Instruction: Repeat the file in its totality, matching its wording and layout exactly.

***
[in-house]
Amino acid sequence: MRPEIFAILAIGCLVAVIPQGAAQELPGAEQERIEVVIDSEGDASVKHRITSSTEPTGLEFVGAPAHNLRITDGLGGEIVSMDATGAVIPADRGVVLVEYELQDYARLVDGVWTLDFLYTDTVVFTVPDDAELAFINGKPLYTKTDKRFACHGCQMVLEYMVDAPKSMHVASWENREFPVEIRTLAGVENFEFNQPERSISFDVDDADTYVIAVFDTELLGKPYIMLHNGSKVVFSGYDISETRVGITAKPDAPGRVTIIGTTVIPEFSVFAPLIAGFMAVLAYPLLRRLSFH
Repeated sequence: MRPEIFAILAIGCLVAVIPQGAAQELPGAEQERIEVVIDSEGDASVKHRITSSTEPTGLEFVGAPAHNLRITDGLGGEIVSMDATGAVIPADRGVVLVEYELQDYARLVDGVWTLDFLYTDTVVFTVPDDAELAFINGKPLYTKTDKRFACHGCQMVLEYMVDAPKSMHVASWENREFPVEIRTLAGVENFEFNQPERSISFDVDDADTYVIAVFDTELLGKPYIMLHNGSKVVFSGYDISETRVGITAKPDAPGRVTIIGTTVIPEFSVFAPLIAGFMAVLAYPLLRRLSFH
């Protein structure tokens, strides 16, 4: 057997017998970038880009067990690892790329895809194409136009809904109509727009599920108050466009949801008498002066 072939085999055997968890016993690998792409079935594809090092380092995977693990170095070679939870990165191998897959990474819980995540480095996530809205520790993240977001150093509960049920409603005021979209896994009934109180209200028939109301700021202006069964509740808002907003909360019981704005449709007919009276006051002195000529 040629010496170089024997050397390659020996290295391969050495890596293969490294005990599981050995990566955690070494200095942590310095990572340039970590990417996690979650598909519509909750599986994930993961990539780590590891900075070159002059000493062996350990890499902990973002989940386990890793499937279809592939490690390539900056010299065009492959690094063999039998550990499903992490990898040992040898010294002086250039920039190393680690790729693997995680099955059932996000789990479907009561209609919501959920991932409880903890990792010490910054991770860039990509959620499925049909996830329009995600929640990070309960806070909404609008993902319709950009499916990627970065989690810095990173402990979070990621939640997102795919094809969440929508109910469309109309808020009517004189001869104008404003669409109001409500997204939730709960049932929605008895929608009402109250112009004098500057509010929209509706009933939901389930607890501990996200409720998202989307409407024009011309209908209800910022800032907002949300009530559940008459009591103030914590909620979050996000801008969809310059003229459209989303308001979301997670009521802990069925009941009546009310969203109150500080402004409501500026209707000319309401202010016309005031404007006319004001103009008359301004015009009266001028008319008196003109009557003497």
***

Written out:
[in-house]
Amino acid sequence: MRPEIFAILAIGCLVAVIPQGAAQELPGAEQERIEVVIDSEGDASVKHRITSSTEPTGLEFVGAPAHNLRITDGLGGEIVSMDATGAVIPADRGVVLVEYELQDYARLVDGVWTLDFLYTDTVVFTVPDDAELAFINGKPLYTKTDKRFACHGCQMVLEYMVDAPKSMHVASWENREFPVEIRTLAGVENFEFNQPERSISFDVDDADTYVIAVFDTELLGKPYIMLHNGSKVVFSGYDISETRVGITAKPDAPGRVTIIGTTVIPEFSVFAPLIAGFMAVLAYPLLRRLSFH
Repeated sequence: MRPEIFAILAIGCLVAVIPQGAAQELPGAEQERIEVVIDSEGDASVKHRITSSTEPTGLEFVGAPAHNLRITDGLGGEIVSMDATGAVIPADRGVVLVEYELQDYARLVDGVWTLDFLYTDTVVFTVPDDAELAFINGKPLYTKTDKRFACHGCQMVLEYMVDAPKSMHVASWENREFPVEIRTLAGVENFEFNQPERSISFDVDDADTYVIAVFDTELLGKPYIMLHNGSKVVFSGYDISETRVGITAKPDAPGRVTIIGTTVIPEFSVFAPLIAGFMAVLAYPLLRRLSFH
């Protein structure tokens, strides 16, 4: 057997017998970038880009067990690892790329895809194409136009809904109509727009599920108050466009949801008498002066 072939085999055997968890016993690998792409079935594809090092380092995977693990170095070679939870990165191998897959990474819980995540480095996530809205520790993240977001150093509960049920409603005021979209896994009934109180209200028939109301700021202006069964509740808002907003909360019981704005449709007919009276006051002195000529 040629010496170089024997050397390659020996290295391969050495890596293969490294005990599981050995990566955690070494200095942590310095990572340039970590990417996690979650598909519509909750599986994930993961990539780590590891900075070159002059000493062996350990890499902990973002989940386990890793499937279809592939490690390539900056010299065009492959690094063999039998550990499903992490990898040992040898010294002086250039920039190393680690790729693997995680099955059932996000789990479907009561209609919501959920991932409880903890990792010490910054991770860039990509959620499925049909996830329009995600929640990070309960806070909404609008993902319709950009499916990627970065989690810095990173402990979070990621939640997102795919094809969440929508109910469309109309808020009517004189001869104008404003669409109001409500997204939730709960049932929605008895929608009402109250112009004098500057509010929209509706009933939901389930607890501990996200409720998202989307409407024009011309209908209800910022800032907002949300009530559940008459009591103030914590909620979050996000801008969809310059003229459209989303308001979301997670009521802990069925009941009546009310969203109150500080402004409501500026209707000319309401202010016309005031404007006319004001103009008359301004015009009266001028008319008196003109009557003497």